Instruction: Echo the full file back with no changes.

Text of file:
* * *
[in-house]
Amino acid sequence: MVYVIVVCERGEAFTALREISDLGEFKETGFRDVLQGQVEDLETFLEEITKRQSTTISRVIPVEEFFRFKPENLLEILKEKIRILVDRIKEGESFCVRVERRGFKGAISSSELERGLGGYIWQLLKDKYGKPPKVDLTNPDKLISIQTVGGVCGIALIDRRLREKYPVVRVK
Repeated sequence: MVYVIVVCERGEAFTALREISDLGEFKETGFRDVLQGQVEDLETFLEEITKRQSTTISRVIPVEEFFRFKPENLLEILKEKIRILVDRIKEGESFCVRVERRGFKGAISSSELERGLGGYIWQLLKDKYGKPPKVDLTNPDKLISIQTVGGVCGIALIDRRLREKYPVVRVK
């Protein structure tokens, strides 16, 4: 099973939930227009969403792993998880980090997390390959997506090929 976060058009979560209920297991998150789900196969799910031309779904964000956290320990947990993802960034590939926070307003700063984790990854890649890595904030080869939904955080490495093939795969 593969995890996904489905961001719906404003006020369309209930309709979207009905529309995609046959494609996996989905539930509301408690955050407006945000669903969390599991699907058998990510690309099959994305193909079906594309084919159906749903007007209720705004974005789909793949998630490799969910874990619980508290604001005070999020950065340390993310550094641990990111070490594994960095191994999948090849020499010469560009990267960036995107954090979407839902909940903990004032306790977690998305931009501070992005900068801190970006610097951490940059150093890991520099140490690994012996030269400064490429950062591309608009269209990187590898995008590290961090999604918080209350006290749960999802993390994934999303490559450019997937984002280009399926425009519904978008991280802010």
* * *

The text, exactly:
[in-house]
Amino acid sequence: MVYVIVVCERGEAFTALREISDLGEFKETGFRDVLQGQVEDLETFLEEITKRQSTTISRVIPVEEFFRFKPENLLEILKEKIRILVDRIKEGESFCVRVERRGFKGAISSSELERGLGGYIWQLLKDKYGKPPKVDLTNPDKLISIQTVGGVCGIALIDRRLREKYPVVRVK
Repeated sequence: MVYVIVVCERGEAFTALREISDLGEFKETGFRDVLQGQVEDLETFLEEITKRQSTTISRVIPVEEFFRFKPENLLEILKEKIRILVDRIKEGESFCVRVERRGFKGAISSSELERGLGGYIWQLLKDKYGKPPKVDLTNPDKLISIQTVGGVCGIALIDRRLREKYPVVRVK
């Protein structure tokens, strides 16, 4: 099973939930227009969403792993998880980090997390390959997506090929 976060058009979560209920297991998150789900196969799910031309779904964000956290320990947990993802960034590939926070307003700063984790990854890649890595904030080869939904955080490495093939795969 593969995890996904489905961001719906404003006020369309209930309709979207009905529309995609046959494609996996989905539930509301408690955050407006945000669903969390599991699907058998990510690309099959994305193909079906594309084919159906749903007007209720705004974005789909793949998630490799969910874990619980508290604001005070999020950065340390993310550094641990990111070490594994960095191994999948090849020499010469560009990267960036995107954090979407839902909940903990004032306790977690998305931009501070992005900068801190970006610097951490940059150093890991520099140490690994012996030269400064490429950062591309608009269209990187590898995008590290961090999604918080209350006290749960999802993390994934999303490559450019997937984002280009399926425009519904978008991280802010």